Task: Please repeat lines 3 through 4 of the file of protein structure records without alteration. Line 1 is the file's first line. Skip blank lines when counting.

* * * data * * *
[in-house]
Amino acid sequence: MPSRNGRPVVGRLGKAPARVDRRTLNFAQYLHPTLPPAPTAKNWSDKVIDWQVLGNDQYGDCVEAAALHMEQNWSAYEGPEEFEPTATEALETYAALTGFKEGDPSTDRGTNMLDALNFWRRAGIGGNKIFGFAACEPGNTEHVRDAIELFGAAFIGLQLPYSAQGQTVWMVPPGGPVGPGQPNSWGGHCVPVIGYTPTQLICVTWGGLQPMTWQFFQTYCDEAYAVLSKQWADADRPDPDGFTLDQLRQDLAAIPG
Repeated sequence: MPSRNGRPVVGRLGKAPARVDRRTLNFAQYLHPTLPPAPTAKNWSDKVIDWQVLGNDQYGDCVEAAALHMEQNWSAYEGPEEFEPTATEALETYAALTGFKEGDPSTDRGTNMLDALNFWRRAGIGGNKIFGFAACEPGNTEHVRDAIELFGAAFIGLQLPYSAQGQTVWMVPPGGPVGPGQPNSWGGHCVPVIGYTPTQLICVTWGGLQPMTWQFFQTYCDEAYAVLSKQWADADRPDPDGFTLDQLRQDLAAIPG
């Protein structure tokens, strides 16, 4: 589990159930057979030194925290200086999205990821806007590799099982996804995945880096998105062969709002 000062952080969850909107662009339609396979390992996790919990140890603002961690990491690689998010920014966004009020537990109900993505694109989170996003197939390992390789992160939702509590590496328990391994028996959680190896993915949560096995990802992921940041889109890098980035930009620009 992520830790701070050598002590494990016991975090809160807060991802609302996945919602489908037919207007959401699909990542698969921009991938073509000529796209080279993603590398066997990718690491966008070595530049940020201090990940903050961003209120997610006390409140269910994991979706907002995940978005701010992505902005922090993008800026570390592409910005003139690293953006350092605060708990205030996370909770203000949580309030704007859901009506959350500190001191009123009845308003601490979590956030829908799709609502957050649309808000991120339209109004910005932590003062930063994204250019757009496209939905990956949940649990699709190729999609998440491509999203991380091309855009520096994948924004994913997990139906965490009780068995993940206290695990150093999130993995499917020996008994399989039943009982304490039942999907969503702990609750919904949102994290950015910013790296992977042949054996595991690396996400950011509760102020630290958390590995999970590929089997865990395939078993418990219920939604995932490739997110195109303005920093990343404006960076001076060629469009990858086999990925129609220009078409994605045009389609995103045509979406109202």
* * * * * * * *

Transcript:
Repeated sequence: MPSRNGRPVVGRLGKAPARVDRRTLNFAQYLHPTLPPAPTAKNWSDKVIDWQVLGNDQYGDCVEAAALHMEQNWSAYEGPEEFEPTATEALETYAALTGFKEGDPSTDRGTNMLDALNFWRRAGIGGNKIFGFAACEPGNTEHVRDAIELFGAAFIGLQLPYSAQGQTVWMVPPGGPVGPGQPNSWGGHCVPVIGYTPTQLICVTWGGLQPMTWQFFQTYCDEAYAVLSKQWADADRPDPDGFTLDQLRQDLAAIPG
């Protein structure tokens, strides 16, 4: 589990159930057979030194925290200086999205990821806007590799099982996804995945880096998105062969709002 000062952080969850909107662009339609396979390992996790919990140890603002961690990491690689998010920014966004009020537990109900993505694109989170996003197939390992390789992160939702509590590496328990391994028996959680190896993915949560096995990802992921940041889109890098980035930009620009 992520830790701070050598002590494990016991975090809160807060991802609302996945919602489908037919207007959401699909990542698969921009991938073509000529796209080279993603590398066997990718690491966008070595530049940020201090990940903050961003209120997610006390409140269910994991979706907002995940978005701010992505902005922090993008800026570390592409910005003139690293953006350092605060708990205030996370909770203000949580309030704007859901009506959350500190001191009123009845308003601490979590956030829908799709609502957050649309808000991120339209109004910005932590003062930063994204250019757009496209939905990956949940649990699709190729999609998440491509999203991380091309855009520096994948924004994913997990139906965490009780068995993940206290695990150093999130993995499917020996008994399989039943009982304490039942999907969503702990609750919904949102994290950015910013790296992977042949054996595991690396996400950011509760102020630290958390590995999970590929089997865990395939078993418990219920939604995932490739997110195109303005920093990343404006960076001076060629469009990858086999990925129609220009078409994605045009389609995103045509979406109202």